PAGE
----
UK: New Research Update Provides Forecast for Accessible Homes

Built Environment, Europe, January 20 2021

UK: The House of Lords Science and Technology Committee has called on the UK government to make a series of changes to make housing more accessible for those with limited mobility, as well as more adaptable as their needs change with age.

The committee recently published a report, which outlines a series of recommendations to government to increase healthy life expectancy and reduce health inequalities amongst older people.

Entitled Ageing: Science, Technology and Healthy Living, the report explores how health services could be coordinated to better treat people with multiple age-related illnesses.

On page 83, the report considers the current barriers facing the elderly in their homes, with many unable to fulfil a “basic requirement” of independent living with their ability to move around their home and undertake daily tasks.

According to the Centre for Ageing Better, the UK’s housing stock is “among the oldest in Europe, with some of the highest associated health and care costs and is not suitable for us as we get older.” The Committee’s report revealed that “just seven per cent of housing in England meets basic accessibility standards.”

The report highlights the government’s aim to increase the availability of accessible housing. The requirements for housing accessibility, the report states, are set out in Part M of the Building Regulations and the Ministry of Housing, Communities and Local Government is providing guidance for councils preparing planning policies on housing for older and disabled people.

Accessible housing provider Habinteg has also been calling on the UK Government to establish the M4(2) accessible and adaptable standard as the new regulatory baseline following the recent consultation on raising accessibility standards for new homes.

The report states that “existing homes without suitable features for old-age living will continue to dominate the housing sector, with many not having adequate space to move around with walking aids or wheelchairs, and often lacking load-bearing beams for the installation of hoists.”

Rosamond Roughton, Director for Care and Transformation at the Department of Health and Social Care, told the committee about the £500 million Disabled Facilities Grant that is available to “help people make adaptations to their homes.” She said that adapting a home “leads to people potentially staying about four years longer, on average, independently at home.”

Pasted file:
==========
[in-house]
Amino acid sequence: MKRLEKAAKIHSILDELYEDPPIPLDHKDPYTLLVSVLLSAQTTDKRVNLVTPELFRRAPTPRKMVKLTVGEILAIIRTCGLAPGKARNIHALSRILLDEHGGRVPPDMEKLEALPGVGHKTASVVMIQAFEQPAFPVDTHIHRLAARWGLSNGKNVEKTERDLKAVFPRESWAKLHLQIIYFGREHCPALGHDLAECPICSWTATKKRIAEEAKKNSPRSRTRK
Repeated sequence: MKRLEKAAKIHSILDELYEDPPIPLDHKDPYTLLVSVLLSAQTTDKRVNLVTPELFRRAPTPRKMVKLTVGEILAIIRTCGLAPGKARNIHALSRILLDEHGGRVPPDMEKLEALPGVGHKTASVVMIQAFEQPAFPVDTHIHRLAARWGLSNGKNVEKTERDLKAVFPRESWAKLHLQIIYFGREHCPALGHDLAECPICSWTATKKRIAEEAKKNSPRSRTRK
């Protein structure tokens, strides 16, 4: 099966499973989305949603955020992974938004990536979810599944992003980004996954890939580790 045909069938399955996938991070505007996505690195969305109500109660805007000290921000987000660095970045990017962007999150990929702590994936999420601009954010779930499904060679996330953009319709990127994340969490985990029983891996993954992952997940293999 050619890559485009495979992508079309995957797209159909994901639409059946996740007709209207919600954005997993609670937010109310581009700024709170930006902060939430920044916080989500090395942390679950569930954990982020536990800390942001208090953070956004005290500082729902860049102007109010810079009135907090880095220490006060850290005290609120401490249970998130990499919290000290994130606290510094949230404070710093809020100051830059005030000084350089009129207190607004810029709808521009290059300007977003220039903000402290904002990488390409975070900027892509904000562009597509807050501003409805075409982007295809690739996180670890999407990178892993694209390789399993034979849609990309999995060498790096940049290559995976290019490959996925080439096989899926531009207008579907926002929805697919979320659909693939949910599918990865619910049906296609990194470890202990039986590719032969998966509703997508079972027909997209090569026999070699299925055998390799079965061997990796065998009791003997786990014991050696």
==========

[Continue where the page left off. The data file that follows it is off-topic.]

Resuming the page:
The committee also looked into how the local built environment is conducive to independent living in old age. Ruthe Isden, Head of Health Influencing at Age UK, said that issues with the local built environment include a lack of accessible transport and whether older people feel safe in their local environments.

Councillor Ian Hudspeth said in the report that local authorities need to consider how to make communities more conducive to healthy lifestyles that can be adopted for the entire life-course “so that by the time they are thinking about retirement they are active”. He said local authorities must seek to provide services, such as libraries “where communities can come together and more services can be co-located.”

The report explored how the quality of housing and the local environment are associated with socio-economic factors and age.

Sarah Weir, Chief Executive of the Design Council, told the committee: “Less good housing is disproportionately lived in by older people and by people from lower socioeconomic backgrounds”.

She added that these groups experience the combination of “poor health, poor diet, lack of fresh air, lack of places to walk safely near your home, and lack of transport.” She was concerned that initiatives aimed at improving housing could disproportionately benefit wealthier people and hence increase health inequalities in old age, saying, “There is a widening gap.”

In its summary, the committee made a series of important recommendations. It said: “We recommend that the Government use planning rules to ensure that homes and communities are accessible for people with limited mobility and adaptable as their needs change with age.

“The Government should ensure that sufficient funds are available—for example through the Disabled Facilities Grant—to facilitate improvements to existing homes. The priority should be areas with poor housing and infrastructure, in order to reduce health inequalities.”

Originally Published on Thiis

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